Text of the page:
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HPWC charging at shopping center - only 25 mi per charging hour

Discussion in 'Model S: Battery & Charging' started by brucet999, Dec 17, 2016.

  1. brucet999

    brucet999 Active Member

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    Shopping yesterday at South Coast Plaza and checked out the EV charging slots. They offer four Charge Point charging slots and one HPWC. 2 hours free charging, so I plugged in.

    Odd, I thought, that I'm charging at 40A but at only 25 miles per hour rate instead of Tesla's claimed 29. Then I noticed the voltage was only 204V. Of course, a big place like the would be on three-phase wiring with 208V per phase and way out in the parking structure line loss could easily bring that down 2% to 204V.

    Not complaining, mind you. I added 50 miles while buying an iPhone and some books. That's a pretty good deal.
     
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  2. AEdennis

    AEdennis Active Member

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    That's stil better than the J1772 plugs beside that charger.
     
  3. TexasEV

    TexasEV Well-Known Member

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    What you saw is very typical. The 29 miles/ hr is when it's installed at home on 240V.
     
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  4. hcsharp

    hcsharp Active Member

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    Was it really worth your time to find the charging stations, take the time to plug in/unplug, walk any extra distance to the shops (if any) just to get 50 miles?
     
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  5. scottm

    scottm Active Member

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    Ugh... hell ya. If a shop offers a charger, I'm on it even if its 15 minutes.

    The parking spots are usually close to the building, prime.
     
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  6. AEdennis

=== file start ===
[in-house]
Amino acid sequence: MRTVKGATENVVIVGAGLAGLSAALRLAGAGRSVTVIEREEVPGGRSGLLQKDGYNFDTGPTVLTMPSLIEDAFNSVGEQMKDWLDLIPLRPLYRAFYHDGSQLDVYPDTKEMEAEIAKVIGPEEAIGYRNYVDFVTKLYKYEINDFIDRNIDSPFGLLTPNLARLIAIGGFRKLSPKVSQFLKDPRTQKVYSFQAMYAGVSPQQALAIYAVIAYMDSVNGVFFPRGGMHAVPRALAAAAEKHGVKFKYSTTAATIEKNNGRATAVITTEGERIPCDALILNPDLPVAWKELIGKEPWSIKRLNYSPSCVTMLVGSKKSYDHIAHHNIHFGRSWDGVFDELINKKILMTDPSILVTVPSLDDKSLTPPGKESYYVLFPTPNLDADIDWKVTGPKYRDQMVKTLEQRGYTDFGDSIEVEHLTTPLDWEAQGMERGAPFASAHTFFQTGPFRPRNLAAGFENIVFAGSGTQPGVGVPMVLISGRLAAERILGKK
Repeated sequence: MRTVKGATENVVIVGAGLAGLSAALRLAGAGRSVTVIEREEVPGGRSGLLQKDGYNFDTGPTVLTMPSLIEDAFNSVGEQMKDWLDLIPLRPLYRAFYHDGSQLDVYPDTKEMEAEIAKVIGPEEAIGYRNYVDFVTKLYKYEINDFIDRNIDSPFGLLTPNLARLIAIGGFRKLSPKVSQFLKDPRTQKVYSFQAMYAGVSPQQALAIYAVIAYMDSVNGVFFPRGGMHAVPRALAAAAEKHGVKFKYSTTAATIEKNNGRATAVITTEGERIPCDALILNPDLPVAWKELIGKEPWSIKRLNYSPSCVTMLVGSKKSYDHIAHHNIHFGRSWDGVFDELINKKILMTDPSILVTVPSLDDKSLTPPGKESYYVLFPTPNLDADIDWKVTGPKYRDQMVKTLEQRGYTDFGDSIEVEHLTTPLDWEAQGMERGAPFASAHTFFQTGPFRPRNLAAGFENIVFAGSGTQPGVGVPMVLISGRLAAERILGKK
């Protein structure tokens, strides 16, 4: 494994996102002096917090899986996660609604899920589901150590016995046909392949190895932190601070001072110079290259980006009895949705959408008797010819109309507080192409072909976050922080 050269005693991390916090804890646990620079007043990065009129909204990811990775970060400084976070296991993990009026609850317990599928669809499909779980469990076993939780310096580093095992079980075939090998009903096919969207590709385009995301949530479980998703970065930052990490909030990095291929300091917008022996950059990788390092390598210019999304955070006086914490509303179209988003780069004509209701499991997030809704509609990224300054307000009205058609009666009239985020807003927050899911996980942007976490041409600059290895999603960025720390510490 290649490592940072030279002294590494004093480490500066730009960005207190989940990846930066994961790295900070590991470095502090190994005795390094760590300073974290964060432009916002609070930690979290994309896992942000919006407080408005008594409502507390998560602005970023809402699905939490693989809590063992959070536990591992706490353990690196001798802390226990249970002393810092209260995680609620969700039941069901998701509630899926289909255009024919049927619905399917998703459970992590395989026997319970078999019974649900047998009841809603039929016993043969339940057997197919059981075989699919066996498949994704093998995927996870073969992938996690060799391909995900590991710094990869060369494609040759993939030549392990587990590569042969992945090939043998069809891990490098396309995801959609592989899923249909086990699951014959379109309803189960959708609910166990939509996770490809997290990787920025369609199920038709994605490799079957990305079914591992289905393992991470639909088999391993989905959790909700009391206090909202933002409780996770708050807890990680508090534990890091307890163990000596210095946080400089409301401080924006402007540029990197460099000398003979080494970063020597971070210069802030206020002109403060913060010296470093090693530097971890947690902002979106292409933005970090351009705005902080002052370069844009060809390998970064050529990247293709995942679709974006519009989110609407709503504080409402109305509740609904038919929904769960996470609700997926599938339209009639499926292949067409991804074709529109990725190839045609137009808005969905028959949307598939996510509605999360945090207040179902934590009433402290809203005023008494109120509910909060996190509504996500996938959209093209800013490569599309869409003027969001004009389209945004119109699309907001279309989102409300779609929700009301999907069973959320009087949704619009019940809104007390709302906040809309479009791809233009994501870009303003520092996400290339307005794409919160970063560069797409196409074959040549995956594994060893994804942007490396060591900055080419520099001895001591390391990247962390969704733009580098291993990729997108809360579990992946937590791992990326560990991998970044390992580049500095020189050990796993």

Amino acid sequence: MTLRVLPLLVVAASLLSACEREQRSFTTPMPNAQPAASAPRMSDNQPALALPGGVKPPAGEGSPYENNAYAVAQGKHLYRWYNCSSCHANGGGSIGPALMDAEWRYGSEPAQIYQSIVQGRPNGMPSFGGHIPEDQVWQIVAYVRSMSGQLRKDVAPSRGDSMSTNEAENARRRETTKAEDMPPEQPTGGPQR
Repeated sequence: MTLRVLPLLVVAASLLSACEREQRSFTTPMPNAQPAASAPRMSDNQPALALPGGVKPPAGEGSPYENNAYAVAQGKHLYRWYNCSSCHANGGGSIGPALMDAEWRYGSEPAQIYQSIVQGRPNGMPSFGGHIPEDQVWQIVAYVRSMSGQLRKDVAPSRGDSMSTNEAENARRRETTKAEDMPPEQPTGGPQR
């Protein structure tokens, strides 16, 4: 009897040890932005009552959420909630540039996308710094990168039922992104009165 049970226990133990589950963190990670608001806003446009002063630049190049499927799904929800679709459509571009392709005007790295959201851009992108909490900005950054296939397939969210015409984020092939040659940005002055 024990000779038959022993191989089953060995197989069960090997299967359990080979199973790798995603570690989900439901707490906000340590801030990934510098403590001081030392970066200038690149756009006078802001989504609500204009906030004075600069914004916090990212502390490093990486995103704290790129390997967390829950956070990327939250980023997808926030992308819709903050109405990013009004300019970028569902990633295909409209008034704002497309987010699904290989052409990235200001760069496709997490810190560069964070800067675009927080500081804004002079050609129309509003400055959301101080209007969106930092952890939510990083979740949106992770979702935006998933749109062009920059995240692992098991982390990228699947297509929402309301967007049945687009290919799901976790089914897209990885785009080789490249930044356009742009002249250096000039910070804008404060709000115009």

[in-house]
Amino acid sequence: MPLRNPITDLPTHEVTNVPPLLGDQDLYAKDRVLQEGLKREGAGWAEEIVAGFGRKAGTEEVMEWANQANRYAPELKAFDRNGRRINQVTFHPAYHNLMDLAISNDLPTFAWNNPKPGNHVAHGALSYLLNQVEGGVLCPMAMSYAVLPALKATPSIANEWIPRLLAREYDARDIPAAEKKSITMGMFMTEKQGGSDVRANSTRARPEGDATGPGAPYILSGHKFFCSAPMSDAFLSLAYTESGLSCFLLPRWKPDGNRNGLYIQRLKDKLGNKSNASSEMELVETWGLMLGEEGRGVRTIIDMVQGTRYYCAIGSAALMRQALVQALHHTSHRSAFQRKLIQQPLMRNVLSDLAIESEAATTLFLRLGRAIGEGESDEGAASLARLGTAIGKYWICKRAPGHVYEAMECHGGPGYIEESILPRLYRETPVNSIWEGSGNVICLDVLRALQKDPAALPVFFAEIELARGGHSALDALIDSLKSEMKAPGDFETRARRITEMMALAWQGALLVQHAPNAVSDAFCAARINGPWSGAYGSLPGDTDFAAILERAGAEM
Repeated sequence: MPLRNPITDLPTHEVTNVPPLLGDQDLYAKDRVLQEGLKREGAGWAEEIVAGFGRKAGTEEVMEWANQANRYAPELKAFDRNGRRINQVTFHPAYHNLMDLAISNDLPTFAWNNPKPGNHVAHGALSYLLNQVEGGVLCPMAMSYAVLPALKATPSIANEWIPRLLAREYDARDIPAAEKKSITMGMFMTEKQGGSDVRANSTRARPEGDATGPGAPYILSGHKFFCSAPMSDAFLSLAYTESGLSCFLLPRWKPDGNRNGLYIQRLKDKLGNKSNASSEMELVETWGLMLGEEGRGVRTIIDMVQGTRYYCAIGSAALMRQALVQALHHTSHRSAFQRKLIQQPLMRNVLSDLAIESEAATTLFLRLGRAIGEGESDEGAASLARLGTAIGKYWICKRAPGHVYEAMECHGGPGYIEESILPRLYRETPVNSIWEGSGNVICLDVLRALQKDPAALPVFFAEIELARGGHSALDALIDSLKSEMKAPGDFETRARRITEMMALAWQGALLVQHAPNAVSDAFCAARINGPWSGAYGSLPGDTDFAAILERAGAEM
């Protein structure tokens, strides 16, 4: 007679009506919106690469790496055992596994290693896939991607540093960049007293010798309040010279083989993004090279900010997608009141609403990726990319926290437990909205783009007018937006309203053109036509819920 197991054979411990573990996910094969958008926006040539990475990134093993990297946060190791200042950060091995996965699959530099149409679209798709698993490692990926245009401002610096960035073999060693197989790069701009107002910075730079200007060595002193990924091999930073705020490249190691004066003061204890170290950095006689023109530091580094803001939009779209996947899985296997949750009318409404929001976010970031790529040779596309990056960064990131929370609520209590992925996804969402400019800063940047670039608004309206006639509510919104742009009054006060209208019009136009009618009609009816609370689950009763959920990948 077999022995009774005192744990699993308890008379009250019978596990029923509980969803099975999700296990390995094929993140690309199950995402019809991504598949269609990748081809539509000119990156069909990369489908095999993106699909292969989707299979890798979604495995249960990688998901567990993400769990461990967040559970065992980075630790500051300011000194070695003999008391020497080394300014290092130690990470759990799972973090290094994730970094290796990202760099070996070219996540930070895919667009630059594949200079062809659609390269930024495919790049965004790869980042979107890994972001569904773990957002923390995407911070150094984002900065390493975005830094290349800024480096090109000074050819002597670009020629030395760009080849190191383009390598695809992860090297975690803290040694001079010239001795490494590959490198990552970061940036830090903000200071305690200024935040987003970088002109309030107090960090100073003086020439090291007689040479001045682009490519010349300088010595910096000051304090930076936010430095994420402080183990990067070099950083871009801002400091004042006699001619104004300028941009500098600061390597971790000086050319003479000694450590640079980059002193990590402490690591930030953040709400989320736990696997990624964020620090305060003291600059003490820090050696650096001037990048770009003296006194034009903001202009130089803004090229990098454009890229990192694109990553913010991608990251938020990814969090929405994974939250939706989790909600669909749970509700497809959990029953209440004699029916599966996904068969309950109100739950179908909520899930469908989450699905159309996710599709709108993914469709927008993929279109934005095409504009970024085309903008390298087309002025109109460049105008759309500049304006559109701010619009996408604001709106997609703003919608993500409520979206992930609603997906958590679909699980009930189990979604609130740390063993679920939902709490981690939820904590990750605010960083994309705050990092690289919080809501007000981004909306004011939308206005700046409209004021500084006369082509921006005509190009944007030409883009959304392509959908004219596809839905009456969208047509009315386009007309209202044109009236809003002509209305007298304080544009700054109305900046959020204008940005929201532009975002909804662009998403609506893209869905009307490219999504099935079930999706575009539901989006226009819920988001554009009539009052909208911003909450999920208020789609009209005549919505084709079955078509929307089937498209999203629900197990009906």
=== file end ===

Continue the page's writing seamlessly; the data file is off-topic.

AEdennis Active Member

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    The design for the ones that @brucet999 is not too close to the entrance. It's not far either... it's on the wall away from the entrance to the mall, which is closer to the "middle" of the building (parking is on the lower level from the shops.).
     
  7. gregd

    gregd Active Member

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    And by using them we encourage cities and businesses to continue to build out the infrastructure we need to replace our current oil-dependent transportation system.
     
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  8. kort677

    kort677 Banned

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    so you're one of those guys who use the chargers without really needing the charge and possibly blocking someone out who might really need a charge just so you can get some free power and park closer to the stores? SMH
     
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  9. scottm

    scottm Active Member

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    #9 scottm, Dec 18, 2016
    Last edited: Dec 18, 2016
    .. and to show there's a demand, they meter these things
    .. and to shame the non plug in hybrids parking there
    .. and to spotlight my beautiful car and get people talking about EV,
    .. and making a statement about not using gas


    Yes, absolutely. You need to understand where I live EV are rare.
    We're still in the awareness and education stages of EV here. there is seldom if ever contention for any EV spot

    In and out of a store in 20 minutes using their vacant EV spot is a no harm no foul perfect example of what these stalls are for..

    "Who needs a charge" is equal. Every EV equally needs to charge.
    Teslas are not general charity blanket sources for lower capacity cars.

    There is currently no way to know " who really needs to charge" more than another when I pull up to a vacant charging spot, to decide if I should park there or not.

    I suppose a person who really needs a charge badly will park nearby and wait in their car 15 minutes or so to take the spot when someone leaves. How long they're willing to sit there and wait determines how much they really need the charge.
     
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  10. No2DinosaurFuel

    No2DinosaurFuel Active Member

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    Right but the OP stayed for 2 hours the limit of the parking time. I am with kort. Plug in do your thing and get out so others can use the spot. This is my experiences in CA chargers in general. Sometime people over stay because they can. As for EV awareness I am sure if there is enough demand for them they will see it in their electricity bill. No need to park am EV there all day.
     
  11. scottm

    scottm Active Member